Approximately $4 billion in public sector investments will be used for agricultural innovation, including the development of climate-resilient crops and regenerative solutions to improve soil health, all of which will help make resources affordable and accessible to hundreds of millions of farmers, the COP26 Presidency announced on Saturday.
Launched at the 26th session of the Conference of the Parties (COP26) to the United Nations Framework Convention on Climate Change, countries from across the world will set out their commitment to transforming agriculture and food systems through policy reforms, research and innovation to reduce emissions and protect nature, while securing food and jobs.
This commitment includes a pledge to support internationally agreed “Action Agendas” which set out steps that governments, farmers and others can take through policy reform and innovation to deliver the changes necessary for sustainable food systems.
Sixteen countries will launch a 'Policy Action Agenda' and more than 160 stakeholders will join a 'Global Agenda for Innovation in Agriculture' to lead the way on the global transition towards climate-resilient agriculture and food systems to more sustainable ways of farming.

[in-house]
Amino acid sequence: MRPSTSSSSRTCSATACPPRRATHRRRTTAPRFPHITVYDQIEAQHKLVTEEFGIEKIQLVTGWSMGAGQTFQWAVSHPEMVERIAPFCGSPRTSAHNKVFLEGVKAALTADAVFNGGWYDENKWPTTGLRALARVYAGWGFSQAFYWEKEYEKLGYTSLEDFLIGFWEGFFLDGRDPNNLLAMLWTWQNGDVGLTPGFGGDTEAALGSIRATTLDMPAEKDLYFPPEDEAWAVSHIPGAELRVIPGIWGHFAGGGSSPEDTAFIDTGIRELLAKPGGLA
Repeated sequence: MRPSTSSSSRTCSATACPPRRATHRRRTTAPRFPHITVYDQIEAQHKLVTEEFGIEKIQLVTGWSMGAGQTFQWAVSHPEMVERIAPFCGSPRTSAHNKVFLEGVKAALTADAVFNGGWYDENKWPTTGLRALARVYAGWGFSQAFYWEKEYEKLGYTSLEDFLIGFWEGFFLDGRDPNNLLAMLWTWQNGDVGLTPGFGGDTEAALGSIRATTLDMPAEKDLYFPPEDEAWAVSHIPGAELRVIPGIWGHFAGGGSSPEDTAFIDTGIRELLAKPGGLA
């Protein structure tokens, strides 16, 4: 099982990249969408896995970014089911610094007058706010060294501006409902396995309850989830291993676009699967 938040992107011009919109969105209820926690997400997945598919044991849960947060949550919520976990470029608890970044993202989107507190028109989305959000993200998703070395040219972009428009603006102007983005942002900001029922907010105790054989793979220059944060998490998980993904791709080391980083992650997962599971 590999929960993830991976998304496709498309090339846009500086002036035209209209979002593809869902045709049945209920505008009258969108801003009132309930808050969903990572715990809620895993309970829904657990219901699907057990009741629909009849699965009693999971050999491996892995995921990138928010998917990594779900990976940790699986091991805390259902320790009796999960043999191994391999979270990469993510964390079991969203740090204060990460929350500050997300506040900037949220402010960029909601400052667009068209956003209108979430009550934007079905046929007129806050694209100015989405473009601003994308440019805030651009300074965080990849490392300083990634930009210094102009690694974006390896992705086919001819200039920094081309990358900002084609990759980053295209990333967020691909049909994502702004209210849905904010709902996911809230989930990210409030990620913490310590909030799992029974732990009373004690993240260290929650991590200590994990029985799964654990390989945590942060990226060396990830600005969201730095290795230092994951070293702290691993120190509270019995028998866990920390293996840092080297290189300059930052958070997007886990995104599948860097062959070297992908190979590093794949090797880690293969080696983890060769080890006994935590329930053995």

As part of the UK Prime Minister’s commitment to spend at least £3 billion of International Climate Finance on nature and biodiversity, the UK will launch a new £500 million package to help protect five million hectares of rainforests from deforestation, an area equivalent to over 3.5 million football pitches.
The funding will create thousands of green jobs, including in sustainable agriculture and forestry, throughout rainforest regions and generate £1 billion of green private sector investment to tackle climate change around the world.
- Land-use day in the UK
Forty-five governments, led by the UK, will pledge urgent action and investment to protect nature and shift to more sustainable ways of farming at the COP26 Nature and Land-Use Day on Saturday.
Approximately one-quarter of the world's greenhouse gas emissions come from agriculture, forestry and other land use.
These areas are creating an urgent need to reform the way that food is grown and consumed in order to tackle climate change.
Commenting on the Nature and Land-Use day, Environment Secretary George Eustice, stated that to keep 1.5° Celsius alive, action is needed from every part of society, including an urgent transformation in the way ecosystems are grown and managed and the way food is produced and consumed on a global scale.
By Gulsen Cagatay and Nuran Erkul Kaya in Glasgow, Scotland